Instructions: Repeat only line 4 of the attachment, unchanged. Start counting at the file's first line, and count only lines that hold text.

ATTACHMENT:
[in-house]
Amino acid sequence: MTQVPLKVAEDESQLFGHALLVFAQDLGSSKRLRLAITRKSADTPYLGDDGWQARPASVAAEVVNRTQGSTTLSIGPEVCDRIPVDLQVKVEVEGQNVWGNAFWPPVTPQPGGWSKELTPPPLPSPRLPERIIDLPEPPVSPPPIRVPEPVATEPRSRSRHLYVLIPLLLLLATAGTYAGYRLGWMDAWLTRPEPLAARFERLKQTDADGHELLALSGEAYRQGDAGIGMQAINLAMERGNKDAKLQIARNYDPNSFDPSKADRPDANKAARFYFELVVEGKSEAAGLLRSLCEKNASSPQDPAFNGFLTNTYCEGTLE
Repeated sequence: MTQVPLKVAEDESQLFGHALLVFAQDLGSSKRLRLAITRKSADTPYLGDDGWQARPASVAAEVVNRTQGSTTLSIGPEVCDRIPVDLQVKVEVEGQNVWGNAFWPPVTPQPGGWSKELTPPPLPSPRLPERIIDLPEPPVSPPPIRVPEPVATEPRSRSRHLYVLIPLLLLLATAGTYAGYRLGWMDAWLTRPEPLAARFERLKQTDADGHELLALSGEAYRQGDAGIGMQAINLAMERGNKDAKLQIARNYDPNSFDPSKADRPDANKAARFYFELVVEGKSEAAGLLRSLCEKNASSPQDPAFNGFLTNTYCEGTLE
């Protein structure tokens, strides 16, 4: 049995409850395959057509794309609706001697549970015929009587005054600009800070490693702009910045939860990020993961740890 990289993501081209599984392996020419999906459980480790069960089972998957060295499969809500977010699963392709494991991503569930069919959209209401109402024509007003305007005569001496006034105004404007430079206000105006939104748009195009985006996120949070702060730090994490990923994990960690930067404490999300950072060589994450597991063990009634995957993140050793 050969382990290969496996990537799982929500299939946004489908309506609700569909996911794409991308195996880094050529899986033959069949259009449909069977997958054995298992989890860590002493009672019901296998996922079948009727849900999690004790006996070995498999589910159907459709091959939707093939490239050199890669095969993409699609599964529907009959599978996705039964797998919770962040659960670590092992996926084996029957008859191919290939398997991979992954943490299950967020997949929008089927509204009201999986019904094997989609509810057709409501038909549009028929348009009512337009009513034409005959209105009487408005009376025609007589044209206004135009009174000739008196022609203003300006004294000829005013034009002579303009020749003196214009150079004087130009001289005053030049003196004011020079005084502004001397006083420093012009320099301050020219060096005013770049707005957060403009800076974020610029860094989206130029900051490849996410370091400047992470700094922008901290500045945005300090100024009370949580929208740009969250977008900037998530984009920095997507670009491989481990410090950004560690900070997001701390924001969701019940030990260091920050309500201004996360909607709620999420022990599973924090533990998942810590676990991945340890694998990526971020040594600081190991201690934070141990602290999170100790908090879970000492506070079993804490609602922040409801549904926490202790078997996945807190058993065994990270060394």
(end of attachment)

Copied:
């Protein structure tokens, strides 16, 4: 049995409850395959057509794309609706001697549970015929009587005054600009800070490693702009910045939860990020993961740890 990289993501081209599984392996020419999906459980480790069960089972998957060295499969809500977010699963392709494991991503569930069919959209209401109402024509007003305007005569001496006034105004404007430079206000105006939104748009195009985006996120949070702060730090994490990923994990960690930067404490999300950072060589994450597991063990009634995957993140050793 050969382990290969496996990537799982929500299939946004489908309506609700569909996911794409991308195996880094050529899986033959069949259009449909069977997958054995298992989890860590002493009672019901296998996922079948009727849900999690004790006996070995498999589910159907459709091959939707093939490239050199890669095969993409699609599964529907009959599978996705039964797998919770962040659960670590092992996926084996029957008859191919290939398997991979992954943490299950967020997949929008089927509204009201999986019904094997989609509810057709409501038909549009028929348009009512337009009513034409005959209105009487408005009376025609007589044209206004135009009174000739008196022609203003300006004294000829005013034009002579303009020749003196214009150079004087130009001289005053030049003196004011020079005084502004001397006083420093012009320099301050020219060096005013770049707005957060403009800076974020610029860094989206130029900051490849996410370091400047992470700094922008901290500045945005300090100024009370949580929208740009969250977008900037998530984009920095997507670009491989481990410090950004560690900070997001701390924001969701019940030990260091920050309500201004996360909607709620999420022990599973924090533990998942810590676990991945340890694998990526971020040594600081190991201690934070141990602290999170100790908090879970000492506070079993804490609602922040409801549904926490202790078997996945807190058993065994990270060394």